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An investigation into drip tape use for annual crops : 8-mil versus 15-mil thickness Kadziolka, Kamil; Maghsoud, Armin; Brar, Adam; Rooney, Andrew; Zarud, Stanislav 2011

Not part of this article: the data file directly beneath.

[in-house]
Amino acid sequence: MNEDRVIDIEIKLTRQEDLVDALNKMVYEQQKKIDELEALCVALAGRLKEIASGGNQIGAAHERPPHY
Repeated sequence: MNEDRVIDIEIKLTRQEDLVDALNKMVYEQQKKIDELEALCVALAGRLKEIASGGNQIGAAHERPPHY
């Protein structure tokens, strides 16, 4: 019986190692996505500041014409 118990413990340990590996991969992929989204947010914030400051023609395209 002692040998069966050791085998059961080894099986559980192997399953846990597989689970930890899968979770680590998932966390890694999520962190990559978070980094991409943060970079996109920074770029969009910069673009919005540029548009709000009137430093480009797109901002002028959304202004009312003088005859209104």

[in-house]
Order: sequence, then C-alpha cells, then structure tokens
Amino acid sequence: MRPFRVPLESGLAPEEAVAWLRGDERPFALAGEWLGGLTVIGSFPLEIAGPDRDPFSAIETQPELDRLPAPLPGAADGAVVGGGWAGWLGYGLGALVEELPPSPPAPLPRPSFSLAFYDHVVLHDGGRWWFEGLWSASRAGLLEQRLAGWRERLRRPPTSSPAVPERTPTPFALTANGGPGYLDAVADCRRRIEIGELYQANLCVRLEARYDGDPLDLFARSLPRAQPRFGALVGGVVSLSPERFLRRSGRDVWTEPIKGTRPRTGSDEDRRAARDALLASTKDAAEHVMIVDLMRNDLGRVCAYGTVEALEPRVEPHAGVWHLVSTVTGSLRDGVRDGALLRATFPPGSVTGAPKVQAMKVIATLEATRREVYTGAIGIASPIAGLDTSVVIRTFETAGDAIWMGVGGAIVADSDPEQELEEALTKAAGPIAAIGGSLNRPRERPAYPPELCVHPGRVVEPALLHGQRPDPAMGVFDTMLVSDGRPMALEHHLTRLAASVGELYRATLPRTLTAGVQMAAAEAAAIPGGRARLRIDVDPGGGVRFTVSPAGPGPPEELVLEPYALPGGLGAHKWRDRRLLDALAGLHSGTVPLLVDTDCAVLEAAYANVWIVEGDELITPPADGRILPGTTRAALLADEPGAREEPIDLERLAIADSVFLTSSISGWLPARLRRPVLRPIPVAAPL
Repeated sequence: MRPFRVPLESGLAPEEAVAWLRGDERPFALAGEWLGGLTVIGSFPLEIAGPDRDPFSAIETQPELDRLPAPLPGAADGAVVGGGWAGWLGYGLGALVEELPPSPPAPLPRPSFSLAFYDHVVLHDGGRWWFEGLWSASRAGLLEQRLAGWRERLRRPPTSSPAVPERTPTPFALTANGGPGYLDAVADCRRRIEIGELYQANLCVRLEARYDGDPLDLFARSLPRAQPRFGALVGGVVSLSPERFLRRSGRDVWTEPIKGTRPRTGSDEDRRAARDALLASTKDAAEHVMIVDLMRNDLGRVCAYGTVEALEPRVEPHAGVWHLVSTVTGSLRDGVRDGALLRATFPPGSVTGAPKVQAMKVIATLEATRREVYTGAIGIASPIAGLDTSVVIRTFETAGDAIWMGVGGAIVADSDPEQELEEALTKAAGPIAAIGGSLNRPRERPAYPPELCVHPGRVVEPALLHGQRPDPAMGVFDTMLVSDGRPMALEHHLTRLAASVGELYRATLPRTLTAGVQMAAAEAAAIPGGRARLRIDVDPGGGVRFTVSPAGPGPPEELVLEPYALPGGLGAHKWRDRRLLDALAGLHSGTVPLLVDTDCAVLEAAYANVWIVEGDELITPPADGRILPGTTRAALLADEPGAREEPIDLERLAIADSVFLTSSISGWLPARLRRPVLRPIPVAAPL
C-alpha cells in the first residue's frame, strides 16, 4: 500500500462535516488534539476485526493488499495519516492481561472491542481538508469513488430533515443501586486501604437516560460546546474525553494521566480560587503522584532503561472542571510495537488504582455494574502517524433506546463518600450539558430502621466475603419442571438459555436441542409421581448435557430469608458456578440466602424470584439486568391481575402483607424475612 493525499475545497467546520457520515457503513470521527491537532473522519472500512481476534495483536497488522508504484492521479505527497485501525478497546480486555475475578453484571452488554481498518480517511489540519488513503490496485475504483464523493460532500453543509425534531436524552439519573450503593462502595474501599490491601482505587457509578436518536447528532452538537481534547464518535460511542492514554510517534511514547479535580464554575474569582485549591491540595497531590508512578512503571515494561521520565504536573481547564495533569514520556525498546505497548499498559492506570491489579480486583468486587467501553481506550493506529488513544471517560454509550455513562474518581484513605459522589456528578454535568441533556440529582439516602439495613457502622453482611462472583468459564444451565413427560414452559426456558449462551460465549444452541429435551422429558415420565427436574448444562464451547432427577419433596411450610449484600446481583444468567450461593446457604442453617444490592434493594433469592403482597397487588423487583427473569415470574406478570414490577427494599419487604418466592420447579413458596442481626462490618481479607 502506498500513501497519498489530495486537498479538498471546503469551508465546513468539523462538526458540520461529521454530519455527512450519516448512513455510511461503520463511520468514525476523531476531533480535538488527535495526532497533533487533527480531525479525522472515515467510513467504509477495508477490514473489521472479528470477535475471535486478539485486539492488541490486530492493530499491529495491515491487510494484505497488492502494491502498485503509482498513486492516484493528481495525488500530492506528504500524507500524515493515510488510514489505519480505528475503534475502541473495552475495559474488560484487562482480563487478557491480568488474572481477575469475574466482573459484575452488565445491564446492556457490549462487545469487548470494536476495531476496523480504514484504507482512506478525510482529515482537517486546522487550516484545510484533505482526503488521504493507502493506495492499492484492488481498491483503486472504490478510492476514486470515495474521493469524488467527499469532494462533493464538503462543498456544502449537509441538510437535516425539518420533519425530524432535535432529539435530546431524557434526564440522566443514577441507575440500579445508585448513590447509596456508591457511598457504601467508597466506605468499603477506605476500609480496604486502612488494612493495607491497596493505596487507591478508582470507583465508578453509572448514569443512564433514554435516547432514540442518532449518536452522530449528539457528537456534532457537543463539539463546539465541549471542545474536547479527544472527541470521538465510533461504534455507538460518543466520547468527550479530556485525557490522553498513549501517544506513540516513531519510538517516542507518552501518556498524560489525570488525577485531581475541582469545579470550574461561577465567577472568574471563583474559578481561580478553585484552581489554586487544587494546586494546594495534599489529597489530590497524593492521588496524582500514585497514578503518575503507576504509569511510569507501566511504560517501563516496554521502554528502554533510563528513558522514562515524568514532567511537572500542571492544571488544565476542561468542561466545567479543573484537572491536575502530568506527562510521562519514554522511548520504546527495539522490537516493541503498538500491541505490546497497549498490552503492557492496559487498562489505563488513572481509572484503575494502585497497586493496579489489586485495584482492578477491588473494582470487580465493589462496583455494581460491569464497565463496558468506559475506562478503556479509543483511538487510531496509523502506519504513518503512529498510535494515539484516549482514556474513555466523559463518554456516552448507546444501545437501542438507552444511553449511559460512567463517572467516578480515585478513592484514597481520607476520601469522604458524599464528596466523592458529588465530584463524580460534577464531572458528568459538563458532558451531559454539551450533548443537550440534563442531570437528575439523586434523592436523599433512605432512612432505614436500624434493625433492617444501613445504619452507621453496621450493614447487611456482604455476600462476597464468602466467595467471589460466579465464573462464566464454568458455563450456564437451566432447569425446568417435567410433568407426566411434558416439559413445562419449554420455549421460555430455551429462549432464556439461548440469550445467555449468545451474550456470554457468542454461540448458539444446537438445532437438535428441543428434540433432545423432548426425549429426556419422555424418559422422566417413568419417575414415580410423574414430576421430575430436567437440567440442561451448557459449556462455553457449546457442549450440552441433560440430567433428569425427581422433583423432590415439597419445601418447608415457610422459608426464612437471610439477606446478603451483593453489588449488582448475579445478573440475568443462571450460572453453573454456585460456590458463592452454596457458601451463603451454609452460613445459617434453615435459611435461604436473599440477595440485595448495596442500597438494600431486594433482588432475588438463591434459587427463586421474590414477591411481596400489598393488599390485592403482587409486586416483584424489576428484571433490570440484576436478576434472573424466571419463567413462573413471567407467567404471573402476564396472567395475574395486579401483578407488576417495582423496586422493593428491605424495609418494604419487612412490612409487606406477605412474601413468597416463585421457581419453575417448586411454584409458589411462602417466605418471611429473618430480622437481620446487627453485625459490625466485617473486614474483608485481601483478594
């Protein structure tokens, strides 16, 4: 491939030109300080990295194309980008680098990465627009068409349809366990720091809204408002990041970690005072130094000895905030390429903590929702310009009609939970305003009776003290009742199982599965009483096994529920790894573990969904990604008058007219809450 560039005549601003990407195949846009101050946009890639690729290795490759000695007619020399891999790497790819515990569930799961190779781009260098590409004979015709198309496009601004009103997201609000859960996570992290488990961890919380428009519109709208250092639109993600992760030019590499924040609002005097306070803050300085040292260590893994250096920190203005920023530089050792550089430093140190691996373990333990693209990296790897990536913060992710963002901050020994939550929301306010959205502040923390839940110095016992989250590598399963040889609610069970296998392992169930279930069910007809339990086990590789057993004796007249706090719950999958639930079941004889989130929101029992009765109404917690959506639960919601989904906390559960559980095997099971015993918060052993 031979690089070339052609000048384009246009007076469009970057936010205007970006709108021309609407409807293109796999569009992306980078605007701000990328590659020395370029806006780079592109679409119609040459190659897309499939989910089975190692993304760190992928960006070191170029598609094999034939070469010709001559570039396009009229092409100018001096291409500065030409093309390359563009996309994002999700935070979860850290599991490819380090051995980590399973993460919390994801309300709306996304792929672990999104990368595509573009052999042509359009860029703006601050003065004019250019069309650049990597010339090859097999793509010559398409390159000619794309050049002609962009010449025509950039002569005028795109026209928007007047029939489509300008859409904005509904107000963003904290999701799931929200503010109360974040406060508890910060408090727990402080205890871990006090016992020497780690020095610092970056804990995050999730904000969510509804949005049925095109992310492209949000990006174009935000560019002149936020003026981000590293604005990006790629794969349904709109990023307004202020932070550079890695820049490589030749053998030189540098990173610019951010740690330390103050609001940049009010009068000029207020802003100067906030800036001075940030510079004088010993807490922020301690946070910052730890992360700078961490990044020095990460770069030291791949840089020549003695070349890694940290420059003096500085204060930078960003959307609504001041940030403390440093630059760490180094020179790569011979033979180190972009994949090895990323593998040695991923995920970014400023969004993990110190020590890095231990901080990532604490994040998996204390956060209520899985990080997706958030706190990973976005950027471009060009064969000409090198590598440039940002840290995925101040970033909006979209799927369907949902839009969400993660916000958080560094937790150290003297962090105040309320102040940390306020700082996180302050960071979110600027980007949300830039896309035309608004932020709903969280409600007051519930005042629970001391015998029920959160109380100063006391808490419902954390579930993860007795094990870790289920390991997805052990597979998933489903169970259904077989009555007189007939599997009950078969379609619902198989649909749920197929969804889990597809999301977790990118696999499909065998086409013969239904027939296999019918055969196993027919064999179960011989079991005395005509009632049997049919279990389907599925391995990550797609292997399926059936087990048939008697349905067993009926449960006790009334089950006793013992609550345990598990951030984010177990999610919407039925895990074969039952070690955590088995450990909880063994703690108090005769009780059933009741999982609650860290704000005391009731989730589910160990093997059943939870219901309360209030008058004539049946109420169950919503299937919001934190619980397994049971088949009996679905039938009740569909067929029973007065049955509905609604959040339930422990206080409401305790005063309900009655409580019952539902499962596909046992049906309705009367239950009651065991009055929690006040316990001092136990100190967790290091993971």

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UBC Social Ecological Economic Development Studies (SEEDS) Student Report An Investigation into Drip Tape Use for Annual Crops: 8-mil versus 15-mil Thickness Kamil Kadziolka Armin Maghsoud Adam Brar Andrew Rooney Stanislav Zarud APSC 262 March 5, 2011 Disclaimer: “UBC SEEDS provides students with the opportunity to share the findings of their studies, as well as their opinions, conclusions and recommendations with the UBC community. The reader should bear in mind that this is a student project/report and is not an official document of UBC. Furthermore readers should bear in mind that these reports may not reflect the current status of activities at UBC. We urge you to contact the research persons mentioned in a report or the SEEDS Coordinator about the current status of the subject matter of a project/report”. APSC 262 An Investigation into Drip Tape Use for Annual Crops: 8-mil Versus 15-mil Thickness By: Kamil Kadziolka, Armin Maghsoud, Adam Brar, Andrew Rooney, Stanislav Zarud Source: Andrew Rooney at UBC Farm Tutorial T2E: Carla Patterson University of British Columbia March 5, 2011 ABSTRACT Drip tape, an increasingly popular form of irrigation is being used world-wide including the UBC farm. This triple-bottom-line assessment will compare the differences in using 8 mil (0.2 mm) and 15 mil (0.4 mm) drip tape for UBC farm agriculture. Analyzing whether the single year use of 8 mil or multi-year use of 15 mil are the more viable option is the main focus of this paper. The lack of differences regarding the two thicknesses of drip tape and the fact that the UBC Farm must till the soil every year led to constraints on the paper. Through research articles, interviews with the UBC farm coordinator Andrew Rushmere and first-hand experience at the farm, enough information was gathered to form a conclusion. Some important findings included: the lack of disposal of old drip tape in the farm, less waste from the use of the 15 mil product and the similarities in the cost of both products. After processing the social, environmental and economic aspects of both size drip tapes, the 15 mil product was recommended as the better fit for the UBC farm. ii TABLE OF CONTENTS Abstract..............................................................................................................................ii Glossary.............................................................................................................................iii 1.0 Introduction..................................................................................................................1 2.0 Economic Assessment..................................................................................................2 2.1 8 mil vs 15 mil drip tape....................................................................................2 2.2 Conclusion.........................................................................................................3 3.0 Environmental Assessment..........................................................................................4 3.1 8 mil vs 15 mil drip tape....................................................................................4 3.2 Conclusion.........................................................................................................6 4.0 Social Assessment........................................................................................................7 4.1 8 mil vs 15 mil drip tape....................................................................................7 4.2 Conclusion.........................................................................................................9 5.0 Additional Information...............................................................................................10 5.1 Biodegradable Polymers..................................................................................10 5.2 Subsurface Drip Irrigation (SDI).....................................................................10 6.0 References..................................................................................................................12 iii GLOSSARY Percolation - the slow movement of water through the pores in soil or permeable rock. Agriculture – the science, art or occupation concerned with cultivating land, raising crops, and feeding, breeding, and raising livestock; farming. Irrigation - the artificial application of water to land to assist in the production of crops. Drip Tape - thin plastic tubes which allow for water to slowly leak out and apply water to the surrounding area. Biodegradable - capable of decaying through the action of living organisms Polymers - a compound of high molecular weight derived either by the addition of many smaller molecules, as polyethylene, or by the condensation of many smaller molecules with the elimination of water, alcohol, or the like, as nylon. Salination - the concentrating of salt in soil due to increased presence of water. iv 1.0 INTRODUCTION Drip tape is a product that is used for irrigation. It allows for watering of specific, targeted areas with minimum waste. It was developed in the 1960's in America. Despite being over fifty years old, it has not become widely used until fairly recently. This new technology has ushered in a reform in crop irrigation. It allows for reduced water usage which is important in the present as the world is becoming more focused on resource conservation. There are many varieties of drip tape differentiated by emitter spacing, wall thickness and diameters. In this paper, we will consider the 8 mil (0.2 mm) and 15 mil (0.4 mm) wall thicknesses and decide which is the better choice based on our triple bottom line assessment. 1 2.0 ECONOMIC ASSESMENT When comparing the 8 mil and 15 mil drip tapes with respect to cost, we considered all possible costs, such as: upfront costs, maintenance costs and disposal costs. 2.1 8 MIL VS 15 MIL DRIP TAPE It is obvious to note that a 15 mil drip tape is much longer than an 8 mil drip tape. This therefore implies that the 15 mil one is bound to contain more energy and allow more fluid to pass through it per second. This is in contrast with the 8 mil drip tape. Hence, economically speaking, it is much better to have the 15 mil drip tape.[1] This paper shall analyze the economics of the two different sizes of drip tapes. Under the cost of purchase, we truly discover that it is quite cost effective to therefore purchase the 15 mil drip tape; even though the 8 mil drip tape would be cheaper in cost. Hence, it would be imperative to consider other aspects such as durability and energy efficiency of the drip tape when considering the cost of purchase of the drip tape. According to Cummings [2], the cost of purchase is dictated by the efficiency of the drip tape. The maintenance of the 15 mil drip tape would be much higher than that of the 8 mils. What this therefore means is that for the 8 mil drip tape, the cost of maintaining it will be half that of the 15 mils. On the other hand, the parts of the smaller drip tape would cost more using the principle of economies of scale. It is cheaper to purchase more or in large quantities than to engage in small unit purchase, which is often expensive in the long-run. While considering the disposal or recycling aspect of the drip tape, it is perhaps imperative to consider the length.[3] says that it is easier and cost effective to dispose a smaller size drip pipe than a longer one. On the other hand, length and costs means having no legal recourse for its disposal or rights as the state doesn’t recognize an individual. In fact, it considers an individual as an impediment to the administration of justice. Under the expected lifespan of the product, the 15 mil drip tape would last longer than the 8 mil. This is because the 15 mil drip tape is not prone to strong weather attack and has its entire tensile strength spread across the surface. It is thus important that the length dictates the 2 purchasing of the drip tape.[4] This would definitely be factored into the aspects of strength and durability of the drip tape. In conclusion, it would therefore be wise to use the 15 mil drip tape since it would not only last longer, but also ensure that there is maximum energy for the tasks to be performed. The amount of energy dissipated by the drip tape is directly proportional to its length. The benefits are thus outlined in the physical aspects of the drip tape that translate into the economic aspect.[5] Hence, the 15 mil drip tape is bound to contain more energy and allow more fluid to pass through it per second. This is in contrast with the 8 mil drip tape. We looked for drip tape prices online and took an average of a few offers. The average price per 100 feet was: seven dollars for 8 mil and ten dollars for 15 mil. If the 15 mil drip tape is used over two years on average, with additional maintenance costs, the price would amount to the same value on average as two years' use of 8 mil drip tape. If the 15 mil lasted longer than two years, savings would be incurred for the farm. 2.2 CONCLUSION The two thicknesses of drip tape are not very different economically. If a price comparison is done, the average cost for each choice is about equal over a two year period. The 15 mil tape is more expensive upfront but it's lifespan is 2-3 times longer. The savings over time are offset by higher maintenance and operation costs. The economic assessment pointed to the 15 mil as being the better option for the farm at UBC, but only by a slim margin. The choice is largely because the farm gets free water from Metro Vancouver and if this was not the case, the differences would be negligible. 3 3.0 ENVIRONMENTAL ASSESMENT Drip tape creates many environmental positives, but there are also some negative environmental aspects which need to be considered. This section looks at all of these effects. 3.1 8 MIL VS 15 MIL DRIP TAPE The biggest environmental advantage of drip tape is the reduction in water use. Drip tape provides water directly where it is needed rather than uniformly watering everything to achieve the same result. This eliminates the need for the excess water, which gets wasted in the end. This environmental benefit, along with the added economic advantage of cutting water costs, is the main reason farmers use drip tape. The main negative environmental effect of drip tape is the salination created by the application of water continuously to the same spot. Drip tape systems apply water by constantly dripping water onto the same spots. This creates an unbalanced water concentration in the soil which causes a downward flow of nutrients. This creates a “significant amount of salt accumulation on the edges of the wetted areas” created by drip irrigation.[6] To counter this, farmers must keep their farms at field capacity all the time. Some areas may even require more water than necessary, up to as much as 10-20% of total water application, to keep the salination away from the roots. The problem arises because the salination build-up still occurs; it is just away from the plants. This solution just increases the wetted area to reduce the impact on the farmer’s plants. After the drip irrigation system is removed, the salination remains.[6] This can greatly affect the yield of the plants next put in by the farmer. Without proper treatment, the soil will remain salinated. Currently, drip tape is not a very reusable material. Recycling and reclamation programs have been started in various places throughout North America, but because drip tape is a new technology, they are not yet accessible enough to all areas to be a viable option.[7] Drip tape is not durable equipment at all. It is made intentionally thin and as such it breaks easily. Patches are available which keeps the tape functional for longer, but after too many patches the irrigation system stops functioning and the tape must be replaced.[8] This creates a lot of excess garbage when compared to older irrigation systems which last much longer. An effective 4 recycling program would make drip tape a much more environmental product. Thin drip tape costs less money, but, predictably, must be replaced much more often. Eight mil tape must be replaced approximately every year, while 15 mil tape can be used for up to three years.[9] Because drip tape cannot be effectively reused and recycling is not a viable option, 15 mil drip tape is a much more environmental option. Subsurface Drip Irrigation (SDI) has become an alternative type of irrigation to the more traditional types.[10] These traditional types involve everything from overhead aluminum sprinklers, to flood irrigation. Examining the environmental impacts of these systems can prove the benefits or faults of SDI. The UBC Farm uses a variety of irrigation types, the two main being subsurface irrigation and overhead sprinkler irrigation. Overhead sprinkler systems often have a main source point, and emit water from this point in varying directions.[11] Subsurface involves the use of drip tape, which is laid down under the ground and adjusted to the crops. Using water emitters, the water is then able to travel through the tape and be released directly to the root of the plant.[10] When comparing overhead to subsurface, it is almost clear to see the differences between them. Subsurface is able to deliver water directly to the root, eliminating any chance of evaporation or percolation. This reduced water consumption is a key benefit to the water shortages being experienced world-wide.[12] There is also a reduced environmental impact from runoff and percolation of damaging chemicals and fertilizers. The UBC Farm is debating whether to have a single year use of 8 mil drip tape, or possibly a 2-3 year use of 15  mil drip tape. The difference between 8 mil and 15 mil drip tape is the thickness. Thinner drip tapes are often used for temporary projects or single year use, where as thicker drip tape has a more permanent basis.[13] After evaluating both, 15 mil drip tape takes more resources to make and therefore produces more green house gases. Although the 15 mil may be more permanent and would require less drip tape being bought in the long run, it does pose a problem. The UBC Farm must pull out all the drip tape regardless of whether it would be 8 mil or 15 mil. At the end of the season, they must flip the soil and prepare it for the next year. Since the retrieval system for the drip tape is reliable and little to no damage occurs 5 when the drip tape is retrieved, there is not much difference in this aspect. The lack of storage for the drip tape at the farm makes it more viable to have the 8 mil. Drip tape is a recyclable plastic, but recycling is not an option for the UBC farm at this point in time. The environmental aspects concerning the two are very similar, but the 8 mil is the better option based on the manufacturing of it. Drip tape has both negative and positive side effects as with any new technology, but as its use becomes more and more widespread, the negatives will become less pronounced. As recycling used drip tape becomes easier, that will eliminate the waste which is the biggest negative environmental aspect of drip tape usage. 15 mil drip tape also makes more sense in terms of environmental impact because it lasts longer. Rather than only one year of use, 15 mil lasts for 3 years which means less production costs on the environment. From an environmental standpoint, 15 mil drip tape is the best option. 3.2 CONCLUSION The major breakthrough in deciding the more sustainable option for the farm at UBC came from the environmental assessment. The 15 mil drip tape is the better option because it produces 2-3 times less waste when compared to the 8 mil drip tape. This is a notable difference environmentally and will also save a lot of space at the farm, since they have no way of disposing of the tape in a sustainable way in the present. 6 4.0 SOCIAL ASSEMSMENT “One has yet to come across a drip study that gives a concrete value of social benefit”.[14] Nevertheless, UBC’s push for sustainability can be seen campus wide, ranging from the design ideas concerning the new SUB, to the already established UBC Farm. The social aspects and how a certain project may affect the people involved play an immense role when considering various options. The following is a consensus on the social issues associated with using 8 mil drip tape versus 15 mil drip tape as irrigation for the UBC Farm. 4.1 8 MIL VS 15 MIL DRIP TAPE When considering the social aspects of a product, it is important to consider if the producers used the triple bottom line theory.[5] In this theory, the consumer must think broadly beyond the cost of an item before making a purchase. Therefore, we will discuss how the production of these two drip tapes has affected the health of the users, ethical considerations, and social aspects of the community around UBC. At UBC, sustainability is very important in all aspects. There are many projects around the campus that focus on efficiency of waste, water and energy resources. The vision of the university is to adapt the green mission even in buildings such as the new Student Union Building. The materials used in building it must be those that preserve all the resources available. All of these ideologies are also applied to existing programs at UBC, such as the UBC farm. From the ecological perspective, both drip tapes are made of polyethylene that is recyclable and may be used as plastic resins for reuse. The 8 mil drip tape has a smaller width on the laser cut outlet, so it drips slowly on to the ground. In lieu of this, it is efficient in the usage of water and the splash on the ground does not cause erosion or drain off nutrients and fertilizer from the soil. It is also operated at reduced pressure thus saves up on energy costs for the user. The 8 mil drip tape outlet is very narrow and if it not properly maintained, it may clog causing a health hazard. The area around the outlet may be a breeding zone for algae that has negative repercussions to human life.[2] On the other hand, the 15 mil drip pipe is wider so it uses a larger portion of the material. The 8 mil drip tape also consumes more water than the 15 mil drip tape and thus does not aim at water conservation. Both types of drip tape have a low capillary causing the salts to be drawn up to the surface making the soil barren. 7 These two drip tapes are installed manually so they have a positive effect on the economy as they create employment. The 15 mil drip tape requires experts to carry out a study on the land topography, soil structure and water availability before setting up the equipment. This is a job opportunity for UBC graduates who study agroecology or environmental economics. They have also allowed small-scale farming to take place efficiently and promoted greenhouse activities due their low water consumption.[15] The drip tapes allow the farmers to use biological effluents without the risk of contamination of rivers or springs. This is because the effluents such as animal waste used as humus are applied directly into the root zone through the tape's outlet. There are also reduced chances of irrigation system being corroded because of the plastic material used. Thus, the humans can cannot assimilate any of the corroded elements and their skin is unaffected by the acidity that arises from corrosion. On the ethical considerations, the drip tapes are made by companies such as Jain Irrigation Systems in the UK that operate in line with the International Labour laws.[3] There is no evidence of sweatshops as far as the drip tapes are concerned since the technology requires high skilled technicians. The company also has a supplier code that it is against all suppliers who deal in child labour or unethical practices. The coyotes of the local forest pose a constant problem for drip tape use on the UBC Farm. Although at times damages can be minimal, repetitive maintenance on the system can affect the outcome of crop yields and make the work seem meaningless.[16] Since the 8mm is laid across the surface of the soil, the coyotes have easy access and therefore often chew the tape in various areas. The 15mm tape could be used as an alternative to offset these damages. Being able to leave the 15mm in the ground after each year and possibly placing it deeper could be an option for displacing these foreign damages. Of course this option is only viable for crops that allow for the drip tape to be deeper in the ground. Drip irrigation is a much more environmental approach to farming. It saves water by directly putting water where it needs to be. This can lead to savings in money for farmers who don't have easily accessible water. But, besides economic and environmental considerations, there are also social considerations to consider when using drip tape. This section will discuss how the use of drip tape on the UBC farm affects the UBC community, which consists of the 8 students and staff within the university as well as the many other residents living on the campus. This section will also talk about the ways that the farming community, which includes farmers worldwide, can be affected by the use of drip tape at the UBC farm. There is also an innovative program started in Honduras where used drip tape that large farms dispose of is bought by smaller farms and reused.[17] Drip tape is thrown out because it has been cracked and is no longer useful, but smaller farms need smaller pieces of drip tape so they are able to reuse the broken tape. By doing this, farmers create an environment in which they can benefit from one another. Larger farms can help out smaller farms and reduce their waste while smaller farms can save on irrigation costs. This can also create opportunities for smaller farms that cannot afford the start-up costs of drip tape to implement drip tape. The UBC farm enjoys a fairly unique position in that it receives free water directly from the City of Vancouver.[18] But, this difference further illustrates the benefits of using drip irrigation. Most farms, by using drip tape, would be able to save on water costs.[9] By providing a positive example for other farms, the UBC farm can create a change in the way other farmers approach irrigation. The UBC farm, using new, sustainable technologies, can operate and maintain a profit without taking advantage of savings on water. The conservation of our natural resources has become a social issue as much as an economic over the last few decades. Society has been pushing for more sustainable practices in all sectors of the economy. The agricultural sector has often been looked down on as wasting a lot of water. Drip tape can easily solve that problem. It can provide water savings from the very moment it is first used. It also gives farmers a peace of mind since an unpredictable such as a drought could force a large farm to quickly run out of water and watch its crops wither. With drip tape, the water reserves would last longer to allow more time to fetch more water or wait out the unpredictable event. 4.2 CONCLUSION In conclusion, the drip tapes have taken agricultural practices a notch higher in terms of efficiency of irrigation. The choice in the width of the tapes to use depends on the user and the 9 factors he or she considers useful. It is clear that the technology and labour used is efficient and does not harbour any major negative effects to the users. The 15 mil drip tape is recommended for bigger operations such as the UBC farm, while the 8 mil is more useful is small home gardening practice. Many of the social effects are similar for both thicknesses of drip tape, but the 15mm allows us to explore a farm with fewer drip tape damages and less maintenance costs. 5.0 ADDITIONAL INFORMATION Our sustainability group also explored other aspects of the topic we were researching and we found two additional options that can be considered as future possibilities. 5.1 BIODEGRADABLE POLYMERS We interviewed Dr. Fernlund of UBC's faculty of Materials Engineering. He spoke about the process of using biodegradable polymers in plastic creation. The process included the melting of small nurdles into the desired shape. Then the possibility of using biodegradable polymers in drip tape was discussed. Dr. Fernlund's outlook was very positive. He said it was a very viable option, although the implementation of such a product had to be carefully engineered so that the tape would work as desired. 5.2 SUBSURFACE DRIP IRRIGATION (SDI) Many of the social questions raised are applied to both the 8mm drip tape and the 15mm. Along with the implementation of subsurface drip irrigation (SDI), planning and design are crucial factors for an efficient and successful system. One social factor that directly involves the workers and volunteers of the farm is the creation of jobs associated with the design, planting and maintenance of both these drip tape systems. Although the 8mm drip tape is thinner and therefore more susceptible to damages, it can often create more jobs for the students of UBC. Fixing the flow of water through the tape and making sure the water is being uniformly emitted not only creates jobs, but brings people together to solve a problem in the social context. This helps the farm act as a community-based environment where people work together for a single cause. The benefits of SDI can be seen on an economic and environmental scale, but also in an ethical sense. Ethics and human rights are displayed all over UBC, and the school takes pride 10 in creating ethical people through studies and learning. Both the 8mm tape and the 15mm reduce groundwater pollution by delivering chemicals and fertilizers directly to the roots of the crop.[10] This can be looked at as not only an environmentally friendly option, but an ethical one. Percolation from a more standard overhead irrigation system can cause many of those chemicals and fertilizers to run through the ground and cause pollution to other organisms, but with SDI, these chemicals are able to be absorbed by the roots of the plants and therefore less run-off occurs.[12] As water sources deplete worldwide, conserving our resources is becoming the only viable option.[11] Another great thing both these drip tapes do is save water compared to an overhead aluminum sprinkler system.[11] Again this can be examined in an ethical way, as the future generations must critically investigate ways to be wise with our water resources. 11 REFERENCES [1] Stoneman, Paul. The economics of technological diffusion. Washington: Wiley-Blackwell, 2002. Print. [2] Cummings, Thomas, and Suresh Srivastva. Management of work: a socio-technical systems approach. Michigan: Kent State University Press. Print. [3] Pontius, Frederick. Drinking water regulation and health. Berlin: Wiley-IEEE, 2003. Print. [4] United States: Environmental Protection Agency. Environmental Administrative Decisions. New York: Government Printing Office, 1996. Print. [5] Carayon, Pascale. Handbook of human factors and ergonomics in health care and patient safety. Washington: Routledge, 2007. Print. [6] Ken Schwaerzle, “Open Meeting Minutes”, Fraser Valley Regional District Agricultural Advisory Committee, Chilliwack, BC. 2010, p. 2. [Feb. 29, 2011] [7] BC Ministry of Agriculture. BC Trickle Irrigation Manual. Abbotsford, BC: BC Ministry of Agriculture, 1999. [Mar. 1, 2011] [8] Roberts Irrigation. (2001). Ro-Drip User Manual, [On-line]. Available: http://www. Trickl- eez.com/rodrip.pdf [Mar. 4, 2011] [9] C. Shock. (2006, August) “Drip Irrigation: An Introduction.” Oregon State University Extension Service. [Online]. 8782. Available: http://www.cropinfo.net/drip.htm #Sources [Feb. 23, 2011]. 12 [10] Cooley, E.T., Lowery, B., Kelling K.A., & Wilner, S. (2007). Water dynamics in drip and overhead sprinkler irrigated potato hills and development of dry zones. Wiley InterScience, 21, 2390- 2399. Retrieved Feb 5, 2011 from http://www.onlinelibrary.wiley.com/doi/10.1002/hyp.6751/abstract [11] Nalliah, V., Ranjan R.S., & Kahimba F.C. (2008). Evaluation of a plant-controlled subsurface drip irrigation system. Academic Press, 103, 313-320. Retrieved Feb 5, 2011 from http://www.elsevier.com/locate/issn/15375110/ [12] Grant, O.M., Davies, M.J., Longbottom, H., & Atkinson, C. (2009). Irrigation scheduling and irrigation sytems: Optimising irrigation efficiency for container ornamental shrubs. Irrigation Science, 27, 239-153. Retrieved Feb 5, 2011 from http://www.citeulike.org/article/3614020 [13] In Wikipedia: “Drip Tape”. Retrieved February 6, 2011, from http://en.wikipedia.org/wiki/Drip_irrigation Ahmad, Niaz. Drip Irrigation and Soil Moisture: Impacts of Placements of Drip Pipe and Tape at Different Locations in Field Irrigated Environment. Saarbrucken: VDM Verlag, 2009. Print. [14] Dhawan, B. D., “Drip Irrigation: Evaluating Returns”, Economic and Political Weekly, Vol. 35, No. 42, Oct. 14-20, 2000 [15] Kerzner, Harold. Project management: a systems approach to planning, scheduling, and controlling. 9th ed. New York: John Wiley and Sons, 2006. Print. [16] Andrew Rushmere, UBC Farms Coordinator, Interview. [17] “Success Story: Recycling of Irrigation Drip Tape” Internet: http://www.fintrac.com/ docs/red/USAID_RED_SS_Drip_Tape_12_05.pdf [Feb. 20, 2011]. [18] “UBC Farm: Working Vision Document.” Internet: http://www.landfood.ubc.ca/ ubcfarm/ vision.php [Feb. 28, 2011]. 13